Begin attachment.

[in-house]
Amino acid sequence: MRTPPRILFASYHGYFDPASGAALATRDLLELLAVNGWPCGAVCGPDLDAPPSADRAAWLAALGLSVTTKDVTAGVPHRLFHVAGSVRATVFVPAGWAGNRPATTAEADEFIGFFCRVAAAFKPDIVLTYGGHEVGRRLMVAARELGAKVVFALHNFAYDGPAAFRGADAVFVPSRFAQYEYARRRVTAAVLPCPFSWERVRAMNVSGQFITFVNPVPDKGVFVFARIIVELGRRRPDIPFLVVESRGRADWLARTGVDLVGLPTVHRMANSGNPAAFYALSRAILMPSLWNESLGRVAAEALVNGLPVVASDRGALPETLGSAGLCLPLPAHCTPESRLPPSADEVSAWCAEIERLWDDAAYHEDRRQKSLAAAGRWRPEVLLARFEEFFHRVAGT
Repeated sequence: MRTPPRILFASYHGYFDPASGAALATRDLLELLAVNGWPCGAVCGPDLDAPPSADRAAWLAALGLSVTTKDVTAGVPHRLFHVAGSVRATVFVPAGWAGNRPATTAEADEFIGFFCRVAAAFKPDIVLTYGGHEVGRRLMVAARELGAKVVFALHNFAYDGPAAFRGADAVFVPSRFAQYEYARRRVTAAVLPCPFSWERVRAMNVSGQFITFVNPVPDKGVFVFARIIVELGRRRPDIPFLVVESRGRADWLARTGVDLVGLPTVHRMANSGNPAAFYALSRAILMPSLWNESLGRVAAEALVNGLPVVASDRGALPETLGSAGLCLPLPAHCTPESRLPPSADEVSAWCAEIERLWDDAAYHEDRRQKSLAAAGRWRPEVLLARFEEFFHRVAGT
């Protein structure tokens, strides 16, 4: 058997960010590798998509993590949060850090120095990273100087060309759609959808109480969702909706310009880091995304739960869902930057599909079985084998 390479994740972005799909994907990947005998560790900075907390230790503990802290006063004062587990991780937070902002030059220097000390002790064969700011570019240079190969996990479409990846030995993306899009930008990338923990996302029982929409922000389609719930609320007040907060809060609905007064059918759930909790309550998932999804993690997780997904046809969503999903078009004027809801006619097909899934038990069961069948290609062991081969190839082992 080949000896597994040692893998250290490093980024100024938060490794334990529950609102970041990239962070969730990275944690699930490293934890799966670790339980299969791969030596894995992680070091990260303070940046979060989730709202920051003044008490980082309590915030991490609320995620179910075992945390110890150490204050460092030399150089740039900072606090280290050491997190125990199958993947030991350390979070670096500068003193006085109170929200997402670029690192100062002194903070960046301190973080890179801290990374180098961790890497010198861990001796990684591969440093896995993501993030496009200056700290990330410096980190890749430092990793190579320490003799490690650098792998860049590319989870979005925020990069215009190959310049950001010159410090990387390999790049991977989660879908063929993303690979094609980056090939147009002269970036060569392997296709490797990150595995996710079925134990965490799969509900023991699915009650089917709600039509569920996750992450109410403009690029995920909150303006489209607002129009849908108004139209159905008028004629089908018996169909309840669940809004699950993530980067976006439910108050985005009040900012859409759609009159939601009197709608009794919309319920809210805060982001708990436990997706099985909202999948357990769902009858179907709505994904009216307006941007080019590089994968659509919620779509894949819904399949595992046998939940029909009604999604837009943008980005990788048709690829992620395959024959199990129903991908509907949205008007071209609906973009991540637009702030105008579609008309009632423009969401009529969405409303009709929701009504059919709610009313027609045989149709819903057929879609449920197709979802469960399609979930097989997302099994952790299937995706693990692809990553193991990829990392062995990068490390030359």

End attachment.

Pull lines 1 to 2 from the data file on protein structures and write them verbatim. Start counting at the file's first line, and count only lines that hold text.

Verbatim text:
[in-house]
Amino acid sequence: MRTPPRILFASYHGYFDPASGAALATRDLLELLAVNGWPCGAVCGPDLDAPPSADRAAWLAALGLSVTTKDVTAGVPHRLFHVAGSVRATVFVPAGWAGNRPATTAEADEFIGFFCRVAAAFKPDIVLTYGGHEVGRRLMVAARELGAKVVFALHNFAYDGPAAFRGADAVFVPSRFAQYEYARRRVTAAVLPCPFSWERVRAMNVSGQFITFVNPVPDKGVFVFARIIVELGRRRPDIPFLVVESRGRADWLARTGVDLVGLPTVHRMANSGNPAAFYALSRAILMPSLWNESLGRVAAEALVNGLPVVASDRGALPETLGSAGLCLPLPAHCTPESRLPPSADEVSAWCAEIERLWDDAAYHEDRRQKSLAAAGRWRPEVLLARFEEFFHRVAGT